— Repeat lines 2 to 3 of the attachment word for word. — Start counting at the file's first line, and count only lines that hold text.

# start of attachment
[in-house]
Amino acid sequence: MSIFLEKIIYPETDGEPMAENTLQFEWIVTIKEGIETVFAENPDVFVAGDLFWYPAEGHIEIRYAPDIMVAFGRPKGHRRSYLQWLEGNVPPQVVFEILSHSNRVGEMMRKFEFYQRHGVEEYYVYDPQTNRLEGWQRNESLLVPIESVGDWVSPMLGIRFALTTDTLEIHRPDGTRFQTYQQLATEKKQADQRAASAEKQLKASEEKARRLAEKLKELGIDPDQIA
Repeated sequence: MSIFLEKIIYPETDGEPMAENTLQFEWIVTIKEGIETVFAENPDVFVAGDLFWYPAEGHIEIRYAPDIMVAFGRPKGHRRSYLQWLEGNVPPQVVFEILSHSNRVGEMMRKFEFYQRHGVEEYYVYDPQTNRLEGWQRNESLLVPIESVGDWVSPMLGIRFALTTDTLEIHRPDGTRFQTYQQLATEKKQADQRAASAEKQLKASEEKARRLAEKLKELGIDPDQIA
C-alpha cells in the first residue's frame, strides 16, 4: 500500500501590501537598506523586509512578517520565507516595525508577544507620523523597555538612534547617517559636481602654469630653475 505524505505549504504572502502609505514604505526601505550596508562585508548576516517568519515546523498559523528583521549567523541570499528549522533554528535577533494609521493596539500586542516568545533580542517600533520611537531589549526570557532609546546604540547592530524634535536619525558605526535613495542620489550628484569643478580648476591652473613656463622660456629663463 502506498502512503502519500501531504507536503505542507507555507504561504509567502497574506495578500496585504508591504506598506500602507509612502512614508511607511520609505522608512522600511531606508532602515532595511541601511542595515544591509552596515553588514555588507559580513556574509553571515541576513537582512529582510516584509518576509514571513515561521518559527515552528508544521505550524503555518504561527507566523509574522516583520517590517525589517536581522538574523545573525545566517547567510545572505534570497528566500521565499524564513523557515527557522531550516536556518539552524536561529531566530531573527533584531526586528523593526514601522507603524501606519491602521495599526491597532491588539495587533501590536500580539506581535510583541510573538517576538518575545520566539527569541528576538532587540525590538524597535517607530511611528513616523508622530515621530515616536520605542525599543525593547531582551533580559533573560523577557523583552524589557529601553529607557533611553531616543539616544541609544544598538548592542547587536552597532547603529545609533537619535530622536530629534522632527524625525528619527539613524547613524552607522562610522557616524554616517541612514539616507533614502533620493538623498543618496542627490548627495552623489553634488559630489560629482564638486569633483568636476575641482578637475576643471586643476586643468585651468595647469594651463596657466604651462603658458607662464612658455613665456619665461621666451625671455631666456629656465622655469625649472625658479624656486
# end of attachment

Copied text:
Amino acid sequence: MSIFLEKIIYPETDGEPMAENTLQFEWIVTIKEGIETVFAENPDVFVAGDLFWYPAEGHIEIRYAPDIMVAFGRPKGHRRSYLQWLEGNVPPQVVFEILSHSNRVGEMMRKFEFYQRHGVEEYYVYDPQTNRLEGWQRNESLLVPIESVGDWVSPMLGIRFALTTDTLEIHRPDGTRFQTYQQLATEKKQADQRAASAEKQLKASEEKARRLAEKLKELGIDPDQIA
Repeated sequence: MSIFLEKIIYPETDGEPMAENTLQFEWIVTIKEGIETVFAENPDVFVAGDLFWYPAEGHIEIRYAPDIMVAFGRPKGHRRSYLQWLEGNVPPQVVFEILSHSNRVGEMMRKFEFYQRHGVEEYYVYDPQTNRLEGWQRNESLLVPIESVGDWVSPMLGIRFALTTDTLEIHRPDGTRFQTYQQLATEKKQADQRAASAEKQLKASEEKARRLAEKLKELGIDPDQIA